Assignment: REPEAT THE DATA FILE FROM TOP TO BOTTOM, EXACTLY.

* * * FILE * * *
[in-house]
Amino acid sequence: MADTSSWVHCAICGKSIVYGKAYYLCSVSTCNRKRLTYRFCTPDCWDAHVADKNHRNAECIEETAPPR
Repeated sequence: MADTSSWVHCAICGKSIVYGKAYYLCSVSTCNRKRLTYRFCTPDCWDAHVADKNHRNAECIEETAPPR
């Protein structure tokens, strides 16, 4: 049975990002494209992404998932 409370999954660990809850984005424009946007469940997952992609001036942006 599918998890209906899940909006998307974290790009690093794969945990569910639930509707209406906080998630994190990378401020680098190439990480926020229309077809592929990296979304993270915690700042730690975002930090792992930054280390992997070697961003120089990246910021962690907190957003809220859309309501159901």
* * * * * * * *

[in-house]
Amino acid sequence: MADTSSWVHCAICGKSIVYGKAYYLCSVSTCNRKRLTYRFCTPDCWDAHVADKNHRNAECIEETAPPR
Repeated sequence: MADTSSWVHCAICGKSIVYGKAYYLCSVSTCNRKRLTYRFCTPDCWDAHVADKNHRNAECIEETAPPR
């Protein structure tokens, strides 16, 4: 049975990002494209992404998932 409370999954660990809850984005424009946007469940997952992609001036942006 599918998890209906899940909006998307974290790009690093794969945990569910639930509707209406906080998630994190990378401020680098190439990480926020229309077809592929990296979304993270915690700042730690975002930090792992930054280390992997070697961003120089990246910021962690907190957003809220859309309501159901």